# Dirichlet-to-Neumann comments on Troll Timers

• Why not use a standard chess clock when you can freely choose to allocate your time as needed, playing easy moves instantly and taking more time when needed ? It’s a bit sad if the important decision that decides the game has to be made on a 5 s clock at move 23 but you get the whole 5 minutes to contemplate your ruined hopeless position at move 25...

Besides real life mostly plays out like a chess game when you can allocate more time to a decision when needed. In fact, deciding which situations call for a longer time to think is a key chess skill and also a key life skill.

• I want to start by saying I’d be delighted to hear people try variations on troll timers and report back how that worked. My confidence here is closer to “how to spice a recipe” than “how to do a math problem” if that makes sense. You’re absolutely right that deciding what situations call for a longer time to think is a key skill, and it’s even a skill that I’m trying to build some foundation for in troll timers.

I think playing on a standard chess clock is going to teach something in the neighborhood of what troll timers are aimed at. Certainly one skill that I value is realizing you can stop, pause, and take some time to actually think. The failure mode that I see a lot and worry that standard chess clocks don’t solve is stopping the thinking process after the first idea or the first failure. To quote HPMoR:

“So figure it out,” Harry said. “I have confidence in you. Not total confidence, but if you can’t do it, tell me that, and I’ll try someone else, or do it myself. If you have a really good idea—for both the ridiculous story, and how to convince Rita Skeeter and her editors to print it—then you can go ahead and do it. But don’t go with something mediocre. If you can’t come up with something awesome, just say so.”

Fred and George exchanged worried glances.

“I can’t think of anything,” said George.

“Neither can I,” said Fred. “Sorry.”

Harry stared at them.

And then Harry began to explain how you went about thinking of things.

It had been known to take longer than two seconds, said Harry.

You never called any question impossible, said Harry, until you had taken an actual clock and thought about it for five minutes, by the motion of the minute hand. Not five minutes metaphorically, five minutes by a physical clock.

On a standard chess clock, taking five whole minutes to study the board and think about where this game might go is usually a poor choice. There’s a feeling one learns to notice inside yourself when you’ve hit diminishing returns and it’s better to put the clock back on your opponent. The intention behind forcing people to spend five minutes, yes the whole five minutes, you don’t get any of that time back by saving it so use all of it, is that it helps learn how to keep thinking. Sometimes the brilliant play is the seventh or eighth idea you came up with. Sometimes it takes a couple of minutes to get rid of your first knee-jerk reaction. If you know you have five minutes, then maybe you play around with taking the first whole minute to close your eyes, calm down, and then look at the board with a fresh mind.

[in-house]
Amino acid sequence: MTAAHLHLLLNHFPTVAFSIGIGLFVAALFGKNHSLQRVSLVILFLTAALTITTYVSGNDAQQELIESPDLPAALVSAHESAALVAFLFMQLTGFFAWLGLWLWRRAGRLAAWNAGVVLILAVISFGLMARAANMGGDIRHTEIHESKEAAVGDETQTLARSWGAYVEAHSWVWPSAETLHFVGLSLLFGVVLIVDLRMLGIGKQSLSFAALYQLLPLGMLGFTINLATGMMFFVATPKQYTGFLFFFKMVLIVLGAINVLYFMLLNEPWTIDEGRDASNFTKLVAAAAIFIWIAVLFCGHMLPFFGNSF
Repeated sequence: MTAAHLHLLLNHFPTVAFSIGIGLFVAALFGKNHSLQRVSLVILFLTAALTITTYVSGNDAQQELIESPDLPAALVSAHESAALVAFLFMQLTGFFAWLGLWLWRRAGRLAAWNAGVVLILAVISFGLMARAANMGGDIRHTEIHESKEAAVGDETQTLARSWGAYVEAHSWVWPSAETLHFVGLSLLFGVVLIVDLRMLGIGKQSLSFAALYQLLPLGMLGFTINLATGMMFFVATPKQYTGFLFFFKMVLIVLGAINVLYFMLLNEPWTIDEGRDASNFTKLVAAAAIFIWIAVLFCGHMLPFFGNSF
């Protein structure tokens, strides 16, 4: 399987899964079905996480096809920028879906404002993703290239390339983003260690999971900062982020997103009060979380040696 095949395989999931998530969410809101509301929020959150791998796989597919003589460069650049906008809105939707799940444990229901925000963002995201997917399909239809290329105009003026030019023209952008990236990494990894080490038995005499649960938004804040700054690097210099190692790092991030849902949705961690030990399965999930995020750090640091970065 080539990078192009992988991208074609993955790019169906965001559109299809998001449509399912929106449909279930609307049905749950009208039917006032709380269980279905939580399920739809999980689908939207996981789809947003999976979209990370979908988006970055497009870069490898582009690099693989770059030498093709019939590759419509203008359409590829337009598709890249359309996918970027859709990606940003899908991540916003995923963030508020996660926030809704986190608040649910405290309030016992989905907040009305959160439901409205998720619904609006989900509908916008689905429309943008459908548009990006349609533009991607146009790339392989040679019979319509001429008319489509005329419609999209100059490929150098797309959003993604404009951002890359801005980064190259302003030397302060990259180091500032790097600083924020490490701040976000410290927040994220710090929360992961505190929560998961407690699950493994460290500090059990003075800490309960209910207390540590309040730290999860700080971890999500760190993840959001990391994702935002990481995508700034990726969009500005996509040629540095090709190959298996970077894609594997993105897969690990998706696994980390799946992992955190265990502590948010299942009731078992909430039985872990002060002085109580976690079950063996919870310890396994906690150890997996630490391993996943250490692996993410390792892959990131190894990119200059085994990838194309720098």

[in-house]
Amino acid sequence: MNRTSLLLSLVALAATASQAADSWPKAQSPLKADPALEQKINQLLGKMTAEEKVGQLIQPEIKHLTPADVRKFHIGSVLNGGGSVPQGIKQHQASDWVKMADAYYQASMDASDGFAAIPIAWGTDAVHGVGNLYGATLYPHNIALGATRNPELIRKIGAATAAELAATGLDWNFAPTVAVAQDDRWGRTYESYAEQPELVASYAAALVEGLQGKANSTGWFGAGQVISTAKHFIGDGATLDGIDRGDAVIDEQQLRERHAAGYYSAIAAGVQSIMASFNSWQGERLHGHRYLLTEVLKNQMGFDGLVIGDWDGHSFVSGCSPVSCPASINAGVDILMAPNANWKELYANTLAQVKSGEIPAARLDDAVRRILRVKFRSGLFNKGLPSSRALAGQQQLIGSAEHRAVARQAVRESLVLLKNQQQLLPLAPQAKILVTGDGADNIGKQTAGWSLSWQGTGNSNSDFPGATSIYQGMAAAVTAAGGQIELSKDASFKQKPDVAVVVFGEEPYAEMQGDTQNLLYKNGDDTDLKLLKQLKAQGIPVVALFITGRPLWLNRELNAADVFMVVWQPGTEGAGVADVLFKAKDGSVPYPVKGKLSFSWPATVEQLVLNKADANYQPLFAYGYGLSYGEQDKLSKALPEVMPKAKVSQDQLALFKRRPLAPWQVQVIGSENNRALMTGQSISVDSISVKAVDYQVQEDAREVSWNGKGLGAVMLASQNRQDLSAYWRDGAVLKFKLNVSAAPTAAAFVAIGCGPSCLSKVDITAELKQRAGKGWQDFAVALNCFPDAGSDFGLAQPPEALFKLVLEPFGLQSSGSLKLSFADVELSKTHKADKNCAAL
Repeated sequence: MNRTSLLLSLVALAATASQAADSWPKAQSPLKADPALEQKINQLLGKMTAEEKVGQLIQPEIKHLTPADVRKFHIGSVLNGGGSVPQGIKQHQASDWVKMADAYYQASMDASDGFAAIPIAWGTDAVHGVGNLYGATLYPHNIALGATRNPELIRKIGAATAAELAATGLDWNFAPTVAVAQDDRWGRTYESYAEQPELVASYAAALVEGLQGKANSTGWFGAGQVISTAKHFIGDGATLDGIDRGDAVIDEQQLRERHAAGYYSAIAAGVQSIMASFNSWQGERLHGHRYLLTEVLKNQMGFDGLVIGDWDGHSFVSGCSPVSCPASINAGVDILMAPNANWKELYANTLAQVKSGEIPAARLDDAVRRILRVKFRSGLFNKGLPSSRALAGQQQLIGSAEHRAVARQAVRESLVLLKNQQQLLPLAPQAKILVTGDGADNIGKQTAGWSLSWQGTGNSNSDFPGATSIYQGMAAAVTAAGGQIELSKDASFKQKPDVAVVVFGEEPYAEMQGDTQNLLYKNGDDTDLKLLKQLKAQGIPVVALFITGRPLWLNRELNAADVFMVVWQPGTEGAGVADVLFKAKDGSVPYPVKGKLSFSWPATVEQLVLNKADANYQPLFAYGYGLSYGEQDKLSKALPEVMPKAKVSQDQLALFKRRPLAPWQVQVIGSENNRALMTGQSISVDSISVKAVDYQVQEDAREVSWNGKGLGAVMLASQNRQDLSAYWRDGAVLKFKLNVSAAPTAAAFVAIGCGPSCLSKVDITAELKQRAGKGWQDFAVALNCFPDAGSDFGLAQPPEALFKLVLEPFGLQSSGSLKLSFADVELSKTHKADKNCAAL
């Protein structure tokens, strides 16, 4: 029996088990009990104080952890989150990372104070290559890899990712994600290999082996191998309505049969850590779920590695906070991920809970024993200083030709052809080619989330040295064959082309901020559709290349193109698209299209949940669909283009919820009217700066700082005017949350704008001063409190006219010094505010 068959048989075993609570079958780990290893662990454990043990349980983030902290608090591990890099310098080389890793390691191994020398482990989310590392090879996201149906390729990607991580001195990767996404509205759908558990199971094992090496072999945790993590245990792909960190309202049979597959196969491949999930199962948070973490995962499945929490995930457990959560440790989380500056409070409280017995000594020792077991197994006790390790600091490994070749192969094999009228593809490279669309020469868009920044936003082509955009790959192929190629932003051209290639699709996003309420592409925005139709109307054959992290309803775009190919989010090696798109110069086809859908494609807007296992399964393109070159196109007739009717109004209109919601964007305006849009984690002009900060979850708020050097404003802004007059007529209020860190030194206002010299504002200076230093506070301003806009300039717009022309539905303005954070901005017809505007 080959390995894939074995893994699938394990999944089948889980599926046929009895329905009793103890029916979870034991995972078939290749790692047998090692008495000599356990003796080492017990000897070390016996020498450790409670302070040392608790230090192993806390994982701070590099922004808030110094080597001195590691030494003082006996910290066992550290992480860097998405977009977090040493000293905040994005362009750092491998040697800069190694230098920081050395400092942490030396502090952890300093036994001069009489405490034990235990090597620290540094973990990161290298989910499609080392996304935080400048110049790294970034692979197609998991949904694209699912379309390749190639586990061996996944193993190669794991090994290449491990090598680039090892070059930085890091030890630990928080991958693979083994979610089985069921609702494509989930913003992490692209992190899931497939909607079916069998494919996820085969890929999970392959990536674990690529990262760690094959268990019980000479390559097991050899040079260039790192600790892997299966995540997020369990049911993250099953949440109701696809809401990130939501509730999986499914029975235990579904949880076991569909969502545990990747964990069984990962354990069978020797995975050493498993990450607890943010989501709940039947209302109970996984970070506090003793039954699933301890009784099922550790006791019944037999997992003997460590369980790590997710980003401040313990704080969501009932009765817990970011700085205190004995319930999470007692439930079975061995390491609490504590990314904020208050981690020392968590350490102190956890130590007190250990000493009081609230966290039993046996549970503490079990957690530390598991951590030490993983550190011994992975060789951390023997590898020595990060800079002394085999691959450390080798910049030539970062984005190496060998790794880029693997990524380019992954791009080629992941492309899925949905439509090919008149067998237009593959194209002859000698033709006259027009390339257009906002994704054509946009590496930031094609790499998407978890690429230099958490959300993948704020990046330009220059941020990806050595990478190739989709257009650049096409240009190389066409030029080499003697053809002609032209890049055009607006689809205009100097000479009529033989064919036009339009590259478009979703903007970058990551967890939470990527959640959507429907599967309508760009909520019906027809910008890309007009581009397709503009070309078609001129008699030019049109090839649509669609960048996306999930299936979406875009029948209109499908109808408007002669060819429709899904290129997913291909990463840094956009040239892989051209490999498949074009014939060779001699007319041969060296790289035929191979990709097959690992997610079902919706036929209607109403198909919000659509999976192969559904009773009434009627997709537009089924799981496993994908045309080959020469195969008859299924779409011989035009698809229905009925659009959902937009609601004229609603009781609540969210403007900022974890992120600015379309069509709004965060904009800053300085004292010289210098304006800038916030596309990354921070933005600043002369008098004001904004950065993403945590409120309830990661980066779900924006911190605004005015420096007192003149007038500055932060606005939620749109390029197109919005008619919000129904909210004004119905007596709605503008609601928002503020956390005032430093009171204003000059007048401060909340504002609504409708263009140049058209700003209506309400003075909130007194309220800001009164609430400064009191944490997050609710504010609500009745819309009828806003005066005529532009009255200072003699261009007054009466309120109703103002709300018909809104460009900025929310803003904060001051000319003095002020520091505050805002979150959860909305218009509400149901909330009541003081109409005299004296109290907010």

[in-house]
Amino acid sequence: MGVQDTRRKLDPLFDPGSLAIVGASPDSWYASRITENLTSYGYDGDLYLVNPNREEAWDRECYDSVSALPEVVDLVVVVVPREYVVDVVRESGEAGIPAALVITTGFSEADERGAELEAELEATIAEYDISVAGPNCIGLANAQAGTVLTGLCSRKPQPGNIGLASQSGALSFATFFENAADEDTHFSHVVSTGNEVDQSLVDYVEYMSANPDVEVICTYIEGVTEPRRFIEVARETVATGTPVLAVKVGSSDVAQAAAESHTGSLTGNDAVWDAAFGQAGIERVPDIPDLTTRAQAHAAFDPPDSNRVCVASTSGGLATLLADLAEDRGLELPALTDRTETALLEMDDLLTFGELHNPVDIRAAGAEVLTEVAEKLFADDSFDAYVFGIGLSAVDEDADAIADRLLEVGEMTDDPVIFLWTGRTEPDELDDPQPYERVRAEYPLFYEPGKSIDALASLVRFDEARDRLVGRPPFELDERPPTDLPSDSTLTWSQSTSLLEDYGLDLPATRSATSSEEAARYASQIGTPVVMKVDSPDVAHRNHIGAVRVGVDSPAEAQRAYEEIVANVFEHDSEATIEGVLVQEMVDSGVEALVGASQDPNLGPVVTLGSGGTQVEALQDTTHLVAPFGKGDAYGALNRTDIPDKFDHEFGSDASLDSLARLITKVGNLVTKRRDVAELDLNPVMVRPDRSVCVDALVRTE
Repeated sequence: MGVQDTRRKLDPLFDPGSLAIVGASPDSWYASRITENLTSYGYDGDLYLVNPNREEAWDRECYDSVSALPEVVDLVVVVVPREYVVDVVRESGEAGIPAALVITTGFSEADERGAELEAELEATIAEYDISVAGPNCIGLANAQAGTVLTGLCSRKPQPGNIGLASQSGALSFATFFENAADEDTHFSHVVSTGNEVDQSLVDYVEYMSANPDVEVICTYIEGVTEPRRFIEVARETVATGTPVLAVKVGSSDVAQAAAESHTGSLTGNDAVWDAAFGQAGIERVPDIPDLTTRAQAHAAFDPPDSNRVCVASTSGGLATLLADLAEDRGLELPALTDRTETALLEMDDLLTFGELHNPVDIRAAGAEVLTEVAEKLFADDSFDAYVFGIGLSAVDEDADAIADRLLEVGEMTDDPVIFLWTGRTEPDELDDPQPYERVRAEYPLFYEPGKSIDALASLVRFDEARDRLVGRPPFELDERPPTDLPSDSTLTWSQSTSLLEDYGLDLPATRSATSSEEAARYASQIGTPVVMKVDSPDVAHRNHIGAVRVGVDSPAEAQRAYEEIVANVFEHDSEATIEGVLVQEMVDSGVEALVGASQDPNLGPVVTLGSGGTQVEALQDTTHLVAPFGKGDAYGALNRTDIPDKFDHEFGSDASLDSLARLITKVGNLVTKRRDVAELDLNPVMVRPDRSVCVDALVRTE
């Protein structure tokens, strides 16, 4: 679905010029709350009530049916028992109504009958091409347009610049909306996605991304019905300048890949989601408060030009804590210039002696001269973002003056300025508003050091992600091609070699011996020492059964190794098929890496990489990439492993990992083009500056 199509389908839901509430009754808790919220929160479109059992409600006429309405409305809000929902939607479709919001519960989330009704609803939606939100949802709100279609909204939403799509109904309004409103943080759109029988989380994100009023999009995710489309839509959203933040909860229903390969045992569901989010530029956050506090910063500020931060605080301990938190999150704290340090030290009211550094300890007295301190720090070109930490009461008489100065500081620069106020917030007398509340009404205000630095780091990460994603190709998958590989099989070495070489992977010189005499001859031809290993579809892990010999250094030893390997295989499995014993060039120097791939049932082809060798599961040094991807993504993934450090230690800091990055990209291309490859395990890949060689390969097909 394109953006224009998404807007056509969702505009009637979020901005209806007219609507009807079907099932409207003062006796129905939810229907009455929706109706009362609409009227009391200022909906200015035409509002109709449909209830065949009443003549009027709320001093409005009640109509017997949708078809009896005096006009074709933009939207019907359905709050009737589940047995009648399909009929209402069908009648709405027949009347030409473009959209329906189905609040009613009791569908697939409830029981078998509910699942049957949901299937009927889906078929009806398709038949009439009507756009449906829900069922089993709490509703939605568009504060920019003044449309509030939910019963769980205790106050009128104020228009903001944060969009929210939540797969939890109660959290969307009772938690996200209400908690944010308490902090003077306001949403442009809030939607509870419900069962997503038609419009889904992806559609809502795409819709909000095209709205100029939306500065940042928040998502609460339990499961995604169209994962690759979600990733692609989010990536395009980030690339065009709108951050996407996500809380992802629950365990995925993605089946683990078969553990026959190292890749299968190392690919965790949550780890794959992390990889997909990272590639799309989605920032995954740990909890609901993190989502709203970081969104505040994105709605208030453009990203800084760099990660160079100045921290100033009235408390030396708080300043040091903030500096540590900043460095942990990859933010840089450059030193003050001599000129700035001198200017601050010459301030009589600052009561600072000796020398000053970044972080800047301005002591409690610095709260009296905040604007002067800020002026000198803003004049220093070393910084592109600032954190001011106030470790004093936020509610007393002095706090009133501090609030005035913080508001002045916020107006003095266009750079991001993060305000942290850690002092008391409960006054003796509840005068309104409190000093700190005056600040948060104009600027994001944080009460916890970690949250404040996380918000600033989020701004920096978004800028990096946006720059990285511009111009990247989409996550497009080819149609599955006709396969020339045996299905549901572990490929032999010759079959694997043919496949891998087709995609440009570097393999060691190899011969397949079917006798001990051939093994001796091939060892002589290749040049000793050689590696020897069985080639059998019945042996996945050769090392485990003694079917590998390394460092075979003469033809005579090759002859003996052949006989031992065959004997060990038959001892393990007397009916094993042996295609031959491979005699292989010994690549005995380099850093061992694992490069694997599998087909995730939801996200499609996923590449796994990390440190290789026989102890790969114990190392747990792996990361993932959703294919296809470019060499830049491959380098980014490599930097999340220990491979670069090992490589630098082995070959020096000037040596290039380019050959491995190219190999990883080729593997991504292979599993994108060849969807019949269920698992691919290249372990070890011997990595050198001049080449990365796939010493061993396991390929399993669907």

There’s something in the space of letting people choose the turn that they need to take the long timer. Like you said, it’s sad if someone realizes that turn 23 is the crucial moment but doesn’t have the time to think it through. What do you think of Aphyer’s idea of offering a set number of tokens to spend and get longer turns? I tried something like that very early on but I didn’t try reintroducing it once people were a little more comfortable with the fast turns.

• That’s what they do in go and it makes more sense than a fixed pause after 25 moves. Or if you want to really force people to think for 5 minutes you could make it a 5 minutes every 5 moves—then you can use your 5 minutes to really map out your options for the next 5 moves before the next pause. And it may even be a good training for chess players, avoiding to waste time by redoing the same calculations move after move.